Marxism In International Organizations

945 Words4 Pages
Brad Conley
Prof. Greg Young
IAFS 1000-1004 Though the international system today shares many aspects of realism, neoliberalism, constructivism, and marxism, neoliberalism is the predominant principles under which the international system operates. With the formation of several influential international governmental organizations (IGOs), the world has become a much safer place. Though neoliberal ideas draw from realism in the fact that the international system is in anarchy, neoliberalism dictates that the world is in a form of structured anarchy, perpetuated by the IGOs that governments partake in. By strengthening webs of interdependence, countries find the ability to interact amicably, and build up reliance upon one another. As countries
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Though at first glance this may seem to fit the arab spring, when one attempts to apply ideas of marxism in an international context, they fall apart. Trying to interpret IGOs from marxist perspectives is very difficult, as the class struggle that Marx emphasizes in his many works amounts to nothing. In IGOs such as the United Nations, (UN) the structure of bureaucracies such as the general assembly delineate everyone as equal. Though there is the UN security council as the ruling hegemony, one does not see constant conflict between members not on the temporary section of the security council resorting to armed conflict to receive a…show more content…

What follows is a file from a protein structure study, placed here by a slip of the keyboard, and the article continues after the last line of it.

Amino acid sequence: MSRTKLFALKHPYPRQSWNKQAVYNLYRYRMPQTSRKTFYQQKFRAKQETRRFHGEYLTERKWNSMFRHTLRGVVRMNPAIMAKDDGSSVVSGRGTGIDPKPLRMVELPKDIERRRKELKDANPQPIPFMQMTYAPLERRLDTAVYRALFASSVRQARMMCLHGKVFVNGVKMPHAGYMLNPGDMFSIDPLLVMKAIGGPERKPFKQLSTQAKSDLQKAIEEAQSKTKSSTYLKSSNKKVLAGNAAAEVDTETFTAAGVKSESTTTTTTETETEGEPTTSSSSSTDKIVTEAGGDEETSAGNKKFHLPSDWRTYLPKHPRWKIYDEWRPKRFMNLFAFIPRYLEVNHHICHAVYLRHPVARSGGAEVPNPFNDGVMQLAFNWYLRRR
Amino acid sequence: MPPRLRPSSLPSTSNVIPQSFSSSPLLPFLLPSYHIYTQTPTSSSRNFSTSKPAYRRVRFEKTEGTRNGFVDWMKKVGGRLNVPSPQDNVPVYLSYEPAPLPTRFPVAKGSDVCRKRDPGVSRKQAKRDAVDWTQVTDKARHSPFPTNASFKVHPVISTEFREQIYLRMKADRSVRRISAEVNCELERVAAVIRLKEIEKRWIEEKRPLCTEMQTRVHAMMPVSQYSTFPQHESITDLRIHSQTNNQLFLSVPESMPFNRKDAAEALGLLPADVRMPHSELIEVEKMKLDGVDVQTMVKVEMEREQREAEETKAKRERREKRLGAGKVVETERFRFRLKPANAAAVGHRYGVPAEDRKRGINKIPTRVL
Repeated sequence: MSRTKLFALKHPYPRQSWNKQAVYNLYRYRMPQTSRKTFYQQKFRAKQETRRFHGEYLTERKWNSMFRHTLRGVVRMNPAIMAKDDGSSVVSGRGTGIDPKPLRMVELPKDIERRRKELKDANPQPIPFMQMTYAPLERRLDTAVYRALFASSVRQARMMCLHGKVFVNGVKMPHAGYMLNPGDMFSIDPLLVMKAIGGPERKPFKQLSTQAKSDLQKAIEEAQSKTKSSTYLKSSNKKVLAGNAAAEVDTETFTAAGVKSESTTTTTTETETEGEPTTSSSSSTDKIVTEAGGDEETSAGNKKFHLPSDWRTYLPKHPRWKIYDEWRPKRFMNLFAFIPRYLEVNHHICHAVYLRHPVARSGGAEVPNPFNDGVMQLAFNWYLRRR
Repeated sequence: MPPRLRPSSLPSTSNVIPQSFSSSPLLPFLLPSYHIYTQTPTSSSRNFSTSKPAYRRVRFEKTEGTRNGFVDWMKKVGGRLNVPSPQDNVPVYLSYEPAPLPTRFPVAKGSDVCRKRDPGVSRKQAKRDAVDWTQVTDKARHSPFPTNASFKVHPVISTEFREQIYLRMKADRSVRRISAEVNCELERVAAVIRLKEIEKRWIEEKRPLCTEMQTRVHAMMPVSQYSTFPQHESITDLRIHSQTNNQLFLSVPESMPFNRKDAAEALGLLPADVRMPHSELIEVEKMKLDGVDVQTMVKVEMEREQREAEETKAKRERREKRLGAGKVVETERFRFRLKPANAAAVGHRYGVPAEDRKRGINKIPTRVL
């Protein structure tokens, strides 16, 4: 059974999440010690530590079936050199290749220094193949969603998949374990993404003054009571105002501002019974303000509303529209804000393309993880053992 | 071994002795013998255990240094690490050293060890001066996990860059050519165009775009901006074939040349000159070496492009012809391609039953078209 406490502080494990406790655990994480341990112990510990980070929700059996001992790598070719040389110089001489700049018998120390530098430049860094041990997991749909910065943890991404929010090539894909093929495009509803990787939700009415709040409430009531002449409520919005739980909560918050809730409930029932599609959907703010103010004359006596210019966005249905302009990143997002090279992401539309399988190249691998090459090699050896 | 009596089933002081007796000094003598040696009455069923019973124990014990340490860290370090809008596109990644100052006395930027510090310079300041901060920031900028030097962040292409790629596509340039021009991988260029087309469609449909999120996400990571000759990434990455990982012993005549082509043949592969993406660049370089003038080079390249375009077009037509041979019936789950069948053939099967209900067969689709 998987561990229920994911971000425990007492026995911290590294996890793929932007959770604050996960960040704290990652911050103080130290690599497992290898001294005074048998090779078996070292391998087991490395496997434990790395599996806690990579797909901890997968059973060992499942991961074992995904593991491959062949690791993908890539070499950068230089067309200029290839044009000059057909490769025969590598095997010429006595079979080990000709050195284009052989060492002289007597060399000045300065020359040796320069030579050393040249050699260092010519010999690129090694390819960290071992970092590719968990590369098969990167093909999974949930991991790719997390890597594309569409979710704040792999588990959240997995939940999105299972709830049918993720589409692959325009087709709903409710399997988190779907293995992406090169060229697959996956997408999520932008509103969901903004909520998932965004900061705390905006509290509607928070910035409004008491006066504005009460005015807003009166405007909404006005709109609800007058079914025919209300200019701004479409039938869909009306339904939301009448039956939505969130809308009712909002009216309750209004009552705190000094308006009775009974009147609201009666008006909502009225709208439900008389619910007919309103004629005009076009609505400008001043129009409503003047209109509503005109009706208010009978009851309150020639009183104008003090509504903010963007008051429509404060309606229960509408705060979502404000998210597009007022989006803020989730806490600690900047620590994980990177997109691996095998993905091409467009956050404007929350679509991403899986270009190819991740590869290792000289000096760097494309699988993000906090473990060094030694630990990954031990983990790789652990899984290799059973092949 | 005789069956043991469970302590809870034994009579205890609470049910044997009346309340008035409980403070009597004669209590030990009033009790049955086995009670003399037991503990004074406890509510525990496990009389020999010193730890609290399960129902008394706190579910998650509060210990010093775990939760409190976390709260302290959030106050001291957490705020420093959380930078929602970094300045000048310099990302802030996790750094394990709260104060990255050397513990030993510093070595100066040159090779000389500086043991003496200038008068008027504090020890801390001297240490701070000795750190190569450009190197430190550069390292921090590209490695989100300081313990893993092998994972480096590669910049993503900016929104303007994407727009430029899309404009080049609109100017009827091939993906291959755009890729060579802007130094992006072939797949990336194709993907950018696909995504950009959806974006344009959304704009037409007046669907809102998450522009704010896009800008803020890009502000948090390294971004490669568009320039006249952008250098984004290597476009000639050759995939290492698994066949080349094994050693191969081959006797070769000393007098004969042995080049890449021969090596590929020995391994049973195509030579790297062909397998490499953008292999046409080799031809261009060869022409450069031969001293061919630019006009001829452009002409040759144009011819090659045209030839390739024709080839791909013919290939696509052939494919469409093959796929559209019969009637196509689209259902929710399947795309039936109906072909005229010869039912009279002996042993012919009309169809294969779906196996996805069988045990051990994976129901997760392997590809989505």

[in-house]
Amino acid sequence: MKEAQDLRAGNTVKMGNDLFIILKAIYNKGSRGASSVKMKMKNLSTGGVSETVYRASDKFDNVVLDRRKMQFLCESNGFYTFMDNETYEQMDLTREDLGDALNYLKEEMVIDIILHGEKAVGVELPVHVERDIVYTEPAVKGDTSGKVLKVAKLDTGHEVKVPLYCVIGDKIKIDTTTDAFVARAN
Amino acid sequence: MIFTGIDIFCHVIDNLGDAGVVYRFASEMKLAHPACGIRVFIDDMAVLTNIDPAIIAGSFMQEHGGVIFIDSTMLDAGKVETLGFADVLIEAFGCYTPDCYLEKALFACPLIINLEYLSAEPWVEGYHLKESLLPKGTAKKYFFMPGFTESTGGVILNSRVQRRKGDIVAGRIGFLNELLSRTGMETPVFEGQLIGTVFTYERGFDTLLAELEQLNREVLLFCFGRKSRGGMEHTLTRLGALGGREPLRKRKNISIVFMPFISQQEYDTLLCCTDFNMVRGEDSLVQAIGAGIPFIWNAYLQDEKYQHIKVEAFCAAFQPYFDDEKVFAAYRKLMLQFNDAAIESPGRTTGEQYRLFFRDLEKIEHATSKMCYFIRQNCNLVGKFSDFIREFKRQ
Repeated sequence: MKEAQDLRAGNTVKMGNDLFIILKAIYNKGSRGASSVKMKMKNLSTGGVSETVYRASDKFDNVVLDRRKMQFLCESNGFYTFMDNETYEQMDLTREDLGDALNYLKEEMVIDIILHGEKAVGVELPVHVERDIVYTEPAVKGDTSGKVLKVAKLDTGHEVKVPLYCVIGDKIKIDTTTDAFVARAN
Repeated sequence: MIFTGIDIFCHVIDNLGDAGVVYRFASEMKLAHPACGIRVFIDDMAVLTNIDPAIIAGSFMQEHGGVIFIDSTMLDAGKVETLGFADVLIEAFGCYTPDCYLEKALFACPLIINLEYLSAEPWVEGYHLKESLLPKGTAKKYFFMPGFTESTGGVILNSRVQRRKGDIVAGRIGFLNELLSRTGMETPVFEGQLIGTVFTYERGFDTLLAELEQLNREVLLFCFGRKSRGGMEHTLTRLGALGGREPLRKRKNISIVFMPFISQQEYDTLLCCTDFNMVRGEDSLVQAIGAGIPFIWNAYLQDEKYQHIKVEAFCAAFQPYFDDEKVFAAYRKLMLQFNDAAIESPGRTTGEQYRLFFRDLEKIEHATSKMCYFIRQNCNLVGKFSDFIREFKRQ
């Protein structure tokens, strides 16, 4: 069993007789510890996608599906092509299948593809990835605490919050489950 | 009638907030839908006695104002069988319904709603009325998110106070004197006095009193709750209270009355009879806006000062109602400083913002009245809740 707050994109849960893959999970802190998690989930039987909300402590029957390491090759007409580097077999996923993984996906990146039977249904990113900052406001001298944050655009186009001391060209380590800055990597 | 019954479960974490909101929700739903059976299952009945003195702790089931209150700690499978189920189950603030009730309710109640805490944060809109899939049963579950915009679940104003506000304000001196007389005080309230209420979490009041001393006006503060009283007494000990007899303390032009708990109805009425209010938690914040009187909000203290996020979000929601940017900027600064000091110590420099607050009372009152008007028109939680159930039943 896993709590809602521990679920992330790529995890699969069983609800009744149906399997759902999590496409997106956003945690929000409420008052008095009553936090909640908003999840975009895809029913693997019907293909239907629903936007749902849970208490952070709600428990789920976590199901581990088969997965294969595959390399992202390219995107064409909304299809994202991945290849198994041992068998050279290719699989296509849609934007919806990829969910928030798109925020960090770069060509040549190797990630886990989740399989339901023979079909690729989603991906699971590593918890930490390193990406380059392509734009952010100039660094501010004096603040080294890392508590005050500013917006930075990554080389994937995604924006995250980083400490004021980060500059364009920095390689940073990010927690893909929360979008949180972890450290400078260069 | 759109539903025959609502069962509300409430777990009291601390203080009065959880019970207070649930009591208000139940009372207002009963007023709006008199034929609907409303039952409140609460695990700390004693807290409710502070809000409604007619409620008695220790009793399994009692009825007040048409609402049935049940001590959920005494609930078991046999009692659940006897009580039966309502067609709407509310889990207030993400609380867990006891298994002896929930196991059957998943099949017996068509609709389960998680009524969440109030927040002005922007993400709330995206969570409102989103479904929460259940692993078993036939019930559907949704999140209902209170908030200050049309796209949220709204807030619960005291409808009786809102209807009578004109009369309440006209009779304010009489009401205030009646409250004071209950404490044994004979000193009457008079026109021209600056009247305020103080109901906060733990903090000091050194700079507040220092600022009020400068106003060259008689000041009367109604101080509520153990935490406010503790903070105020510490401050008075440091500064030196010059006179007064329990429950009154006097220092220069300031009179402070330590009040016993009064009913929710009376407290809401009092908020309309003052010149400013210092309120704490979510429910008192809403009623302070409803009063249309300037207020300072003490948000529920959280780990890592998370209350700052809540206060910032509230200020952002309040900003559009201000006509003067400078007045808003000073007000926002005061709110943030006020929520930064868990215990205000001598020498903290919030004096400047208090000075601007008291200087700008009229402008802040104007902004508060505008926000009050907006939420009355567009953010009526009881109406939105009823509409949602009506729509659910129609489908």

With the security council as its quasi-leader, the UN is able to generate and pass out resolutions when international matters need to be addressed. Though, like every IGO, the UN is non binding, IGOs like the UN survive based off the four principles aforementioned in the second paragraph. The UN has been successful in resolving several conflicts, which is an idea that stays parallel with neoliberal theory. Through varying peace enforcement measures, the UN has managed to resolve conflicts such as the Iraqi invasion of Kuwait, reach and establish peace in Cote d’ivoire, and resolve ethnic conflict in Kosovo. Though these initiatives required the use of force, they helped reduce war and genocide, and returned the world to the status
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